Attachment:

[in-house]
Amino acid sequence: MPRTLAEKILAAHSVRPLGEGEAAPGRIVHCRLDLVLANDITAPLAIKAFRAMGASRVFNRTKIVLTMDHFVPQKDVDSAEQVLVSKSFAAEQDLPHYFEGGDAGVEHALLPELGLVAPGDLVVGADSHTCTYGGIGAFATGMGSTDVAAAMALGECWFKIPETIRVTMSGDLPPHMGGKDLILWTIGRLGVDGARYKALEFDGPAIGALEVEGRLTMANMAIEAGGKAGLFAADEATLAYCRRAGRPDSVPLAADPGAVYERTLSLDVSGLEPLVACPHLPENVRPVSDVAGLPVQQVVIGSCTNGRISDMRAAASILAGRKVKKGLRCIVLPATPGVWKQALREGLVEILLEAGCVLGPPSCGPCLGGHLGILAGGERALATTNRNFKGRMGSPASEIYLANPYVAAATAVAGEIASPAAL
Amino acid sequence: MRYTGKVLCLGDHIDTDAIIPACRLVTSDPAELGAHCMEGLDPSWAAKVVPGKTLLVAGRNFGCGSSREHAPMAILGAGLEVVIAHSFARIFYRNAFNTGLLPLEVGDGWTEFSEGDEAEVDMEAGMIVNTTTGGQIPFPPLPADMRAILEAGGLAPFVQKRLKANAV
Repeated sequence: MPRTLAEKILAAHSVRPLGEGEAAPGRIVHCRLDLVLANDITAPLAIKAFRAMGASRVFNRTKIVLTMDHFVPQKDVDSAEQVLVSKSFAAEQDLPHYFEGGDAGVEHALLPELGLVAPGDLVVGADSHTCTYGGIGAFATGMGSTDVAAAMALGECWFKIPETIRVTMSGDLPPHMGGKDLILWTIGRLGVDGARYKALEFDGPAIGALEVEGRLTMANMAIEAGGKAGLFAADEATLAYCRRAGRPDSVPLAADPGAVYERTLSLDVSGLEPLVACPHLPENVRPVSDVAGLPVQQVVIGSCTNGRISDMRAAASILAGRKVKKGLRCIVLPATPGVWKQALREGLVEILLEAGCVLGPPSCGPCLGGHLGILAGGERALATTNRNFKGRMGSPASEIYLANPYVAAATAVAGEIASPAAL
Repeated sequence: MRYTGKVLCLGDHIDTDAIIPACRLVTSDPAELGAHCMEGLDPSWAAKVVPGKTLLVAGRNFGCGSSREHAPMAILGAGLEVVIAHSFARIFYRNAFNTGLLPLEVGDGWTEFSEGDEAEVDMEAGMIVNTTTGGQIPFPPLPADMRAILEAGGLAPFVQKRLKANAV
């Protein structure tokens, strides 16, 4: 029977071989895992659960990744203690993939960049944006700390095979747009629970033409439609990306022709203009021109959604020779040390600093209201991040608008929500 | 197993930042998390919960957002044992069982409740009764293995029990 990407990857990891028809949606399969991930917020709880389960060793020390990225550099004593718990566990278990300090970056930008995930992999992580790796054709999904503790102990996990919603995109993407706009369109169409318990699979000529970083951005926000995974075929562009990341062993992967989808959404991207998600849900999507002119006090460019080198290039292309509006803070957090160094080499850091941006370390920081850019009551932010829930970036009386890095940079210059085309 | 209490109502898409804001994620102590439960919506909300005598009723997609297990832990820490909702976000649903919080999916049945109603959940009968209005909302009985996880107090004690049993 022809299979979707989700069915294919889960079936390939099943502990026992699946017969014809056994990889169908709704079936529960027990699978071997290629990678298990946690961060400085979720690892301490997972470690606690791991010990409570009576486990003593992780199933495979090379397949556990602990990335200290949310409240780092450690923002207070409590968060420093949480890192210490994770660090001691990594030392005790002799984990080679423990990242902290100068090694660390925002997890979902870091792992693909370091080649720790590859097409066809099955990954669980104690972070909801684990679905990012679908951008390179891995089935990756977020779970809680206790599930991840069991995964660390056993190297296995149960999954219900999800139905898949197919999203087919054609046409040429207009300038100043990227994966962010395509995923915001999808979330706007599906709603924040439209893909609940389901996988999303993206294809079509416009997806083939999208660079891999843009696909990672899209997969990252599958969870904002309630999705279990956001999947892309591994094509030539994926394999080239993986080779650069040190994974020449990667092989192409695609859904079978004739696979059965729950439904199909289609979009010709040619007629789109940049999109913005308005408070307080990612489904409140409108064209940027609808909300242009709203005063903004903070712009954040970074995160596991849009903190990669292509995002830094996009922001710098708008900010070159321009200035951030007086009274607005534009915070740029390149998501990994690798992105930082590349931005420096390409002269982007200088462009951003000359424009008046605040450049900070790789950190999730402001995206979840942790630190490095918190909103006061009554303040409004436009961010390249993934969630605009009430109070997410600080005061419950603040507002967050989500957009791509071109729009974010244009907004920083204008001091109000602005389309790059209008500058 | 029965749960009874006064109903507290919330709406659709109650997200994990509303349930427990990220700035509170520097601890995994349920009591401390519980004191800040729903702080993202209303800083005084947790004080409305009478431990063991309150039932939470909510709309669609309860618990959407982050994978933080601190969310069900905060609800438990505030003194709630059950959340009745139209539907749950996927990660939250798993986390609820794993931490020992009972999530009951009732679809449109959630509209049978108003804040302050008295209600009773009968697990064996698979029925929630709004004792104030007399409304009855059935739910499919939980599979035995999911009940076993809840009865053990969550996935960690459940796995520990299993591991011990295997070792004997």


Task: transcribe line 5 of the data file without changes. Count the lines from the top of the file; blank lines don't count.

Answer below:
Repeated sequence: MRYTGKVLCLGDHIDTDAIIPACRLVTSDPAELGAHCMEGLDPSWAAKVVPGKTLLVAGRNFGCGSSREHAPMAILGAGLEVVIAHSFARIFYRNAFNTGLLPLEVGDGWTEFSEGDEAEVDMEAGMIVNTTTGGQIPFPPLPADMRAILEAGGLAPFVQKRLKANAV